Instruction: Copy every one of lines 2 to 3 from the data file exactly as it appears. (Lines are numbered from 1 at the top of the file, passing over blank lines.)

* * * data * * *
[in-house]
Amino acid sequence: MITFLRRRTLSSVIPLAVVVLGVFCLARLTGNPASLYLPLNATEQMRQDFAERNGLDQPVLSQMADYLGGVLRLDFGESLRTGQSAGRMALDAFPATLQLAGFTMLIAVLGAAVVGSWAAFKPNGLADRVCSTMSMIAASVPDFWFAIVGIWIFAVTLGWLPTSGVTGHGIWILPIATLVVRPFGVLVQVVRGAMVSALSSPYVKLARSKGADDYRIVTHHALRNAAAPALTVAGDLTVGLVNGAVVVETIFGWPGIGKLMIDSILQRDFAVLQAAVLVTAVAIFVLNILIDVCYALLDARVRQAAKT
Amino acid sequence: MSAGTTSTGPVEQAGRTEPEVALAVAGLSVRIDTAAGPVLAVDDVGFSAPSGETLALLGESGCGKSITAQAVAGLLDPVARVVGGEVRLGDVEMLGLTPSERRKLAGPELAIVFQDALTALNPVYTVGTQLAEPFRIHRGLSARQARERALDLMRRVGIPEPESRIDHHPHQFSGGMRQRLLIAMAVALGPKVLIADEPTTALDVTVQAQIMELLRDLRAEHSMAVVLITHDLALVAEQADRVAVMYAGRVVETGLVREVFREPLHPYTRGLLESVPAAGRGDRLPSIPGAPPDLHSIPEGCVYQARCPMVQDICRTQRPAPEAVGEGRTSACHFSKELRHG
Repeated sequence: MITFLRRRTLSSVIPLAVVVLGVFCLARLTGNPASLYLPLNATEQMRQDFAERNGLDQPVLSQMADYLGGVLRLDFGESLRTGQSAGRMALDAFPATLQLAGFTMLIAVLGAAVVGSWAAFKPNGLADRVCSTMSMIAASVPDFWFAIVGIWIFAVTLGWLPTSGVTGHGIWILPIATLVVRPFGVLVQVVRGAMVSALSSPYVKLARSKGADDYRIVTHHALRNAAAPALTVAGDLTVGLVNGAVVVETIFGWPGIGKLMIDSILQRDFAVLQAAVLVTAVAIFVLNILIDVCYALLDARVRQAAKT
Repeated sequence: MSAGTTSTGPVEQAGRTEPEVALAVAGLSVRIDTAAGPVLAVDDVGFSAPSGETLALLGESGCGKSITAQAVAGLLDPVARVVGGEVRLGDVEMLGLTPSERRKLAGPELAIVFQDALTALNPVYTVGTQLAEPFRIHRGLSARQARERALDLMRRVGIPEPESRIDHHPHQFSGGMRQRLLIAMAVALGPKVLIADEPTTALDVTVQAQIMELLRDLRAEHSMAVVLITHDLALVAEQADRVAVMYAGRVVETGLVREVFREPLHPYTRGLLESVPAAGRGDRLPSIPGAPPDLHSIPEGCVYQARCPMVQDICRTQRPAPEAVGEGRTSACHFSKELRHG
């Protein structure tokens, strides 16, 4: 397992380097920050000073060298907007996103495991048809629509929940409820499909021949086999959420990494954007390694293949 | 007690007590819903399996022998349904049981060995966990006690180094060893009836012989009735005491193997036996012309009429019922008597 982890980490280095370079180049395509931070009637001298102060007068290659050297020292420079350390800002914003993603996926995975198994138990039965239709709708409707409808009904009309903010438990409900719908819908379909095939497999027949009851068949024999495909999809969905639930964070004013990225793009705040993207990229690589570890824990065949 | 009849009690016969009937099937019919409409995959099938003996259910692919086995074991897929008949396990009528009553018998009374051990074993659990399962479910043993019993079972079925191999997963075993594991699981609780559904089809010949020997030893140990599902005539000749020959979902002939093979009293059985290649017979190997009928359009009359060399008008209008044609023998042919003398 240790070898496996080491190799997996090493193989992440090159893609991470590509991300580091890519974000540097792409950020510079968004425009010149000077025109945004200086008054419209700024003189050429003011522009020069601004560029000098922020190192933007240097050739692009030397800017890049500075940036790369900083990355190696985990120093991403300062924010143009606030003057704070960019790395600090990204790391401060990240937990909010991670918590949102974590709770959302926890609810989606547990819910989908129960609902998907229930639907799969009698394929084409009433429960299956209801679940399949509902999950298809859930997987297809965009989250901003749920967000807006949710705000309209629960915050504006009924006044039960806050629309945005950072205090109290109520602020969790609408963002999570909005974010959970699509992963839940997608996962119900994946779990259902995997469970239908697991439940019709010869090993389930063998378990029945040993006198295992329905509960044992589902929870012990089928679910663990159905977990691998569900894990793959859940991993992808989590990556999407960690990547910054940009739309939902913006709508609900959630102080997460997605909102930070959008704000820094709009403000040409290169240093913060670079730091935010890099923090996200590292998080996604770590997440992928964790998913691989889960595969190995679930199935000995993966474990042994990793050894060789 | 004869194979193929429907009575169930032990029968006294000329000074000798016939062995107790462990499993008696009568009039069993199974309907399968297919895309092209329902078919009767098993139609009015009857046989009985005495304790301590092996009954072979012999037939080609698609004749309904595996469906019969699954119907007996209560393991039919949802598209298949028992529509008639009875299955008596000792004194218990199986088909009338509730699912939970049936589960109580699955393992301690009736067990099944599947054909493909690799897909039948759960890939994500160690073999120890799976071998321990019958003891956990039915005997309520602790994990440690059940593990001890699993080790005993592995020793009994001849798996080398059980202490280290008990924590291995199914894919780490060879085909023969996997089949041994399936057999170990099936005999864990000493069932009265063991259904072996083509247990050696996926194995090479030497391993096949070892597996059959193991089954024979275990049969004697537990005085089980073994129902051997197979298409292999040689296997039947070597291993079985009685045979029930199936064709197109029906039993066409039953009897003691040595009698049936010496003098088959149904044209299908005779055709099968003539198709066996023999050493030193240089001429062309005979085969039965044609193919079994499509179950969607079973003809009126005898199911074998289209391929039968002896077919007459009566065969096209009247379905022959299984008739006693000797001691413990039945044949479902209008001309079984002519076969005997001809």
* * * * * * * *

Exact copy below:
Amino acid sequence: MITFLRRRTLSSVIPLAVVVLGVFCLARLTGNPASLYLPLNATEQMRQDFAERNGLDQPVLSQMADYLGGVLRLDFGESLRTGQSAGRMALDAFPATLQLAGFTMLIAVLGAAVVGSWAAFKPNGLADRVCSTMSMIAASVPDFWFAIVGIWIFAVTLGWLPTSGVTGHGIWILPIATLVVRPFGVLVQVVRGAMVSALSSPYVKLARSKGADDYRIVTHHALRNAAAPALTVAGDLTVGLVNGAVVVETIFGWPGIGKLMIDSILQRDFAVLQAAVLVTAVAIFVLNILIDVCYALLDARVRQAAKT
Amino acid sequence: MSAGTTSTGPVEQAGRTEPEVALAVAGLSVRIDTAAGPVLAVDDVGFSAPSGETLALLGESGCGKSITAQAVAGLLDPVARVVGGEVRLGDVEMLGLTPSERRKLAGPELAIVFQDALTALNPVYTVGTQLAEPFRIHRGLSARQARERALDLMRRVGIPEPESRIDHHPHQFSGGMRQRLLIAMAVALGPKVLIADEPTTALDVTVQAQIMELLRDLRAEHSMAVVLITHDLALVAEQADRVAVMYAGRVVETGLVREVFREPLHPYTRGLLESVPAAGRGDRLPSIPGAPPDLHSIPEGCVYQARCPMVQDICRTQRPAPEAVGEGRTSACHFSKELRHG